Ground systems technology is years behind the satellites it supports and catching up will entail a fundamental transformation of the sector and the introduction of interoperable standards, panelists at SATELLITE 2021 said Wednesday, Sept. 8.
“The technology improvements in the space layer over the last five to 10 years have been massive,” said Stuart Daughtridge, vice president for advanced technology and business development at Kratos Defense and Security Solutions. He noted that the latest generation of software-defined satellites has “unbelievable capabilities,” but they can’t be realized and monetized while the ground sector lags.
“If your ground segment can't support it, it doesn’t matter how great your satellite is,” he observed.
In the world of multi-orbit space, interoperability is key, even on the ground, said Paul Mattear, principal business development manager for Amazon Web Services.
“One of the issues that we have with ground infrastructure is a lack of standards across the board,” he said. AWS is making a play into the Ground-Station-as-a-Service (GSaaS) market with its AWS Ground Station.
Ground segment providers will have to be able to service multiple customers in different orbits using different frequencies without boutique accommodations, said Richard Schgallis, executive vice president of Space and Communications for Safran Data Systems.
“Mission cross compatibility is going to be a high interest item,” he predicted. “That doesn't mean that there will be a panacea, a one-size-fits-all for everything. But we are rapidly approaching the point where systems will have to become multi-mission capable.”
Mattear compared the current state of the ground segment to the situation in the cellphone market in the 1980s. “If you turned on your cell phone, you paid. If you traveled somewhere, you paid extra. You might not be able to use it at all.” Software-defined systems — widely viewed as the future of the ground segment — require standards, he said. “If you're going to have partners develop those software-defined systems, there has to be a standard that they can develop them to,” Mattear added.
Two industry groups this month launched separate calls for interoperable standards for digitized RF signals, so that an antenna made by one manufacturer can work with a modem made by another.
“The goal is to make things as widely compatible for economies of scale as possible,” said Schgallis, adding that the transition to a cloud-based infrastructure would make interoperability easier. “That's opening up a lot of doors,” he said.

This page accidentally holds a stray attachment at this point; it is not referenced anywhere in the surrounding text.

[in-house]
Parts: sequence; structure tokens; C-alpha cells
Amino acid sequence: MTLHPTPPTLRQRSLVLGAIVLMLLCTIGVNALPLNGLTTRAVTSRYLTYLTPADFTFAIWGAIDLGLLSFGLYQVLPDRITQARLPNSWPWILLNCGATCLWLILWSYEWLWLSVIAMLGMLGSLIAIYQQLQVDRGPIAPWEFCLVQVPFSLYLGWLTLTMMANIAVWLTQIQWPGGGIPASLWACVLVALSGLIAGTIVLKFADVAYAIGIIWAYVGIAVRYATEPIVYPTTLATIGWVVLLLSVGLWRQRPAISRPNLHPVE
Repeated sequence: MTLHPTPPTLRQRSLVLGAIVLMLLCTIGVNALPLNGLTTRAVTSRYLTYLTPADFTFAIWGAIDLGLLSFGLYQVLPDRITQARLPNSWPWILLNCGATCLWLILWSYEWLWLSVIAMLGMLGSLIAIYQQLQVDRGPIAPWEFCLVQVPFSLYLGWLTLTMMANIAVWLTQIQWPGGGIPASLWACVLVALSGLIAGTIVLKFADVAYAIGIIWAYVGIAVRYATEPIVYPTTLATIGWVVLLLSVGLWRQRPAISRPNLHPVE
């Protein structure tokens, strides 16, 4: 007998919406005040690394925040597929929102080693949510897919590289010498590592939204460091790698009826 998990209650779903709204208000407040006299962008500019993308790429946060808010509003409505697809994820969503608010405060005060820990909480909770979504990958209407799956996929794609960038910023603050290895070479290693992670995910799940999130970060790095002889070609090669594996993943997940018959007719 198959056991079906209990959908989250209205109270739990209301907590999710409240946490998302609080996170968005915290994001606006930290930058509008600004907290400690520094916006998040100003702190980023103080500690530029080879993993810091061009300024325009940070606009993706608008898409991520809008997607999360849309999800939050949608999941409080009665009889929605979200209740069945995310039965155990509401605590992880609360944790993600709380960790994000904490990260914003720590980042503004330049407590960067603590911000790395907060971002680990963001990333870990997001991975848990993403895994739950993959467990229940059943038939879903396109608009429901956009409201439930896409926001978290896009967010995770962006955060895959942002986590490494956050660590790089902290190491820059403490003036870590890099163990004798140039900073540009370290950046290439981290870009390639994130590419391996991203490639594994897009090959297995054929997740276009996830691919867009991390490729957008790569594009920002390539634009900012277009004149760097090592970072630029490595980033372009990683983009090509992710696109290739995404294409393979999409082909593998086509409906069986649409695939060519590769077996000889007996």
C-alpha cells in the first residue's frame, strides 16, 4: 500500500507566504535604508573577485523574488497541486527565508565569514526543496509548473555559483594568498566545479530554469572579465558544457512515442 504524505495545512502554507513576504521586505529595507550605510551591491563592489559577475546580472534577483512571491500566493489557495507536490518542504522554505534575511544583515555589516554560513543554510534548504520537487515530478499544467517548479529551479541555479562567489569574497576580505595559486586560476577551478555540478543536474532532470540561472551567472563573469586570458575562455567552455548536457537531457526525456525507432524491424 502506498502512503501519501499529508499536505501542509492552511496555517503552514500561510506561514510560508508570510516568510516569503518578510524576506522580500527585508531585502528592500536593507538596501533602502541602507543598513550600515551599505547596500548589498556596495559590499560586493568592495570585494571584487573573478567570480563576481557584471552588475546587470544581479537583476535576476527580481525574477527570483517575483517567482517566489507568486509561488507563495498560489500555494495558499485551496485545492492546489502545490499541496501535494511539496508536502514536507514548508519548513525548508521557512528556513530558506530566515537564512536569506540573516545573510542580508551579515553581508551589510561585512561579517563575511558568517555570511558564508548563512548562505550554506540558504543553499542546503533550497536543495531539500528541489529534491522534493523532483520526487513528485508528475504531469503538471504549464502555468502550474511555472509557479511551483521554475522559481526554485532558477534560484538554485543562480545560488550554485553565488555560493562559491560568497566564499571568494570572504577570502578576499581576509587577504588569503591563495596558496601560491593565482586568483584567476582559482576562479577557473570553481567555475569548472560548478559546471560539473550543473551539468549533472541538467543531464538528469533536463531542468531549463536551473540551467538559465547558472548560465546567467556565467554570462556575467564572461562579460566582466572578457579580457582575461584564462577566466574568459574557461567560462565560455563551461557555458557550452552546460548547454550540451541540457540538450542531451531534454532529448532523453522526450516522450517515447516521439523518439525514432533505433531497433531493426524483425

Digitization and virtualization — where hardware like modems, network switches, and signal processors are replaced with software — will also help with interoperability, suggested Daughtridge. “IP [Internet Protocol] data transport, by definition, is a dynamic service. To get the most value out of your network, when you have a dynamic traffic requirement, you have to have a dynamic network,” he noted.
Software defined satellites are effectively a network switch in the sky, he said, “just a node on the network. That’s how we have to start thinking about it, not as something special and unique and different from the rest of the network.”
The complexity of space ground systems remains a big problem, pointed out Assaf Cohen, the global vice president of sales and marketing for SpaceBridge.
“The challenges are enormous — think about the [Low-Earth Orbit] LEO constellations where now you need to communicate with an onboard processor and send commands from the ground and optimize the network. Or a [High Throughput Satellite] HTS satellite where you need to do beam-hopping with the ground segment sending commands to the channelizer and amplifiers and utilizing the resources properly. On top of everything, we have to be interoperable. To connect all these dots, implement the standard, be an integral part of the network. And do all that in real time,” he said.
It is this complexity, Cohen said, that drives companies like SpaceX towards vertical integration, which allows to company to ensure interoperability because it owns all the pieces.
Daughtridge argued that the answer is to standardize the easy, commodified elements of the system, “That's the key with standards around the digital systems. We want to standardize the stuff that's easy, and then allow companies to innovate on the parts that are hard. That way, you can have a strong ecosystem and a strong supply chain that can all work together.”
In the end, the market will drive efficiencies like interoperability, noted Schgallis, “We're getting to the point where data from space will be used to move markets, and who is going to get that data in time to buy or sell will become a factor. That's all going to be driven by the ground segment,” he said. VS